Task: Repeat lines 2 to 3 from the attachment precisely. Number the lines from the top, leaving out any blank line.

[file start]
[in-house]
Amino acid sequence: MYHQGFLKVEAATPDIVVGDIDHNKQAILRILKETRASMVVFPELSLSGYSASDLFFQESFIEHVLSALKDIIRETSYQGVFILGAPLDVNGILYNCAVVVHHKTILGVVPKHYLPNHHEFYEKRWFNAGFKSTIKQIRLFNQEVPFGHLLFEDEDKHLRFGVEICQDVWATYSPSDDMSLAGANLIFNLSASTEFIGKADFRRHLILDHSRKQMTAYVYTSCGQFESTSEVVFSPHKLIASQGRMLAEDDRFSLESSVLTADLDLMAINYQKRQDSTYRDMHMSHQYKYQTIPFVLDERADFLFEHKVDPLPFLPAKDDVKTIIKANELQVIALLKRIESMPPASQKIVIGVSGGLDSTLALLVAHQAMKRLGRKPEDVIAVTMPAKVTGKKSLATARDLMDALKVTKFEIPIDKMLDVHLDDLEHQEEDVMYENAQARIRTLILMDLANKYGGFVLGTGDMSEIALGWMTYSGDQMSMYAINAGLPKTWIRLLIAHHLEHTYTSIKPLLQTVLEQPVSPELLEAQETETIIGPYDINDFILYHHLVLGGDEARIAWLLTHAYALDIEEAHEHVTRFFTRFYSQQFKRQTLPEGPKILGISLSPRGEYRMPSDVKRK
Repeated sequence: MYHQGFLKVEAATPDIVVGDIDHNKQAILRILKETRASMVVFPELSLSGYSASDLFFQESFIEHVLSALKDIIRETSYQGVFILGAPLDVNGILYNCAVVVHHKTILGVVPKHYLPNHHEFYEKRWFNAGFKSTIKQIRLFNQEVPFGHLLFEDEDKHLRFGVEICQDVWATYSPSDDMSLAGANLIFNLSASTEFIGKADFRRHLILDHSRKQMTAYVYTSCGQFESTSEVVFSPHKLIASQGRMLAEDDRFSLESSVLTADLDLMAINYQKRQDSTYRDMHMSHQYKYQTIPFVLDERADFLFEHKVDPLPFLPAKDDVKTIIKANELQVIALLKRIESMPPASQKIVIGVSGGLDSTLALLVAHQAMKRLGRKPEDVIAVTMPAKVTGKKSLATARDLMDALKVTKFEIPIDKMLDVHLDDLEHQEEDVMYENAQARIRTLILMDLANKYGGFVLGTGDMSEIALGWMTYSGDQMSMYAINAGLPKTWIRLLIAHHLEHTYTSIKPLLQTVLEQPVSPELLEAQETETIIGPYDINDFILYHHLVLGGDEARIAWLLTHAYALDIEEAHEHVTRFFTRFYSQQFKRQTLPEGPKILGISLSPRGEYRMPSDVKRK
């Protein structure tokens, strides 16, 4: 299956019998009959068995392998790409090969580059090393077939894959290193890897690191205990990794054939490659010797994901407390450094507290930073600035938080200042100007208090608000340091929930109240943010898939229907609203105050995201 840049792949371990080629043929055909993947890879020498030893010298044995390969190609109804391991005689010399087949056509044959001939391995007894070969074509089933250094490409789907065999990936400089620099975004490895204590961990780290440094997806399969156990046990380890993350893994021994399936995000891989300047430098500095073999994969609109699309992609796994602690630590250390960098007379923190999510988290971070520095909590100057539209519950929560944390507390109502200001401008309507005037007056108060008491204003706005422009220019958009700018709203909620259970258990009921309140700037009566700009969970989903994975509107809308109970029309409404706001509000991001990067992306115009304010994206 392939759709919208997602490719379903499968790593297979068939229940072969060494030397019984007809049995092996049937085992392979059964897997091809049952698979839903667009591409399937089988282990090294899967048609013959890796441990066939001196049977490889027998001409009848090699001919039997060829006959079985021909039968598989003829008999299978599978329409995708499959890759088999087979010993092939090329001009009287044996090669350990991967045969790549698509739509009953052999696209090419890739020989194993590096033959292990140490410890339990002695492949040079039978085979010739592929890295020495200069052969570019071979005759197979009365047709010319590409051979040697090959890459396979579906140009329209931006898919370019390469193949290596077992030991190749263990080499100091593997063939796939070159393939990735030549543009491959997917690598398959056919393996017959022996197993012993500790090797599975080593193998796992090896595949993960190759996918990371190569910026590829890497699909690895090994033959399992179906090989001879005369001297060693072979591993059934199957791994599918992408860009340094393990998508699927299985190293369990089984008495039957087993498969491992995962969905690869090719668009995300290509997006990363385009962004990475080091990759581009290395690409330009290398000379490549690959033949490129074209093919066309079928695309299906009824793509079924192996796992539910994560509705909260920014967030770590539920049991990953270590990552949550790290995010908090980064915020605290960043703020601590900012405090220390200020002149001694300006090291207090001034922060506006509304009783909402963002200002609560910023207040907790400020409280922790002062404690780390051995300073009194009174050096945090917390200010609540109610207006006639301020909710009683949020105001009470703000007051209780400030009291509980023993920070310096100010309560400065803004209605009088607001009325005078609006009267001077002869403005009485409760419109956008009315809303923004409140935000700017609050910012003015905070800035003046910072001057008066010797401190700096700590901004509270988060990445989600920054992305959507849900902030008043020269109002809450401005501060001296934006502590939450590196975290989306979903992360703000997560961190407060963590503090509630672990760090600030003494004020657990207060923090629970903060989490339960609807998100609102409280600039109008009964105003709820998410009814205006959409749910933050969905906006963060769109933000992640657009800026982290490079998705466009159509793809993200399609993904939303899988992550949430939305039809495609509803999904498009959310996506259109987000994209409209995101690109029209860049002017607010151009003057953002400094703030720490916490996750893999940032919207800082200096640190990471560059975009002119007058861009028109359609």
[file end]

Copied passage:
Amino acid sequence: MYHQGFLKVEAATPDIVVGDIDHNKQAILRILKETRASMVVFPELSLSGYSASDLFFQESFIEHVLSALKDIIRETSYQGVFILGAPLDVNGILYNCAVVVHHKTILGVVPKHYLPNHHEFYEKRWFNAGFKSTIKQIRLFNQEVPFGHLLFEDEDKHLRFGVEICQDVWATYSPSDDMSLAGANLIFNLSASTEFIGKADFRRHLILDHSRKQMTAYVYTSCGQFESTSEVVFSPHKLIASQGRMLAEDDRFSLESSVLTADLDLMAINYQKRQDSTYRDMHMSHQYKYQTIPFVLDERADFLFEHKVDPLPFLPAKDDVKTIIKANELQVIALLKRIESMPPASQKIVIGVSGGLDSTLALLVAHQAMKRLGRKPEDVIAVTMPAKVTGKKSLATARDLMDALKVTKFEIPIDKMLDVHLDDLEHQEEDVMYENAQARIRTLILMDLANKYGGFVLGTGDMSEIALGWMTYSGDQMSMYAINAGLPKTWIRLLIAHHLEHTYTSIKPLLQTVLEQPVSPELLEAQETETIIGPYDINDFILYHHLVLGGDEARIAWLLTHAYALDIEEAHEHVTRFFTRFYSQQFKRQTLPEGPKILGISLSPRGEYRMPSDVKRK
Repeated sequence: MYHQGFLKVEAATPDIVVGDIDHNKQAILRILKETRASMVVFPELSLSGYSASDLFFQESFIEHVLSALKDIIRETSYQGVFILGAPLDVNGILYNCAVVVHHKTILGVVPKHYLPNHHEFYEKRWFNAGFKSTIKQIRLFNQEVPFGHLLFEDEDKHLRFGVEICQDVWATYSPSDDMSLAGANLIFNLSASTEFIGKADFRRHLILDHSRKQMTAYVYTSCGQFESTSEVVFSPHKLIASQGRMLAEDDRFSLESSVLTADLDLMAINYQKRQDSTYRDMHMSHQYKYQTIPFVLDERADFLFEHKVDPLPFLPAKDDVKTIIKANELQVIALLKRIESMPPASQKIVIGVSGGLDSTLALLVAHQAMKRLGRKPEDVIAVTMPAKVTGKKSLATARDLMDALKVTKFEIPIDKMLDVHLDDLEHQEEDVMYENAQARIRTLILMDLANKYGGFVLGTGDMSEIALGWMTYSGDQMSMYAINAGLPKTWIRLLIAHHLEHTYTSIKPLLQTVLEQPVSPELLEAQETETIIGPYDINDFILYHHLVLGGDEARIAWLLTHAYALDIEEAHEHVTRFFTRFYSQQFKRQTLPEGPKILGISLSPRGEYRMPSDVKRK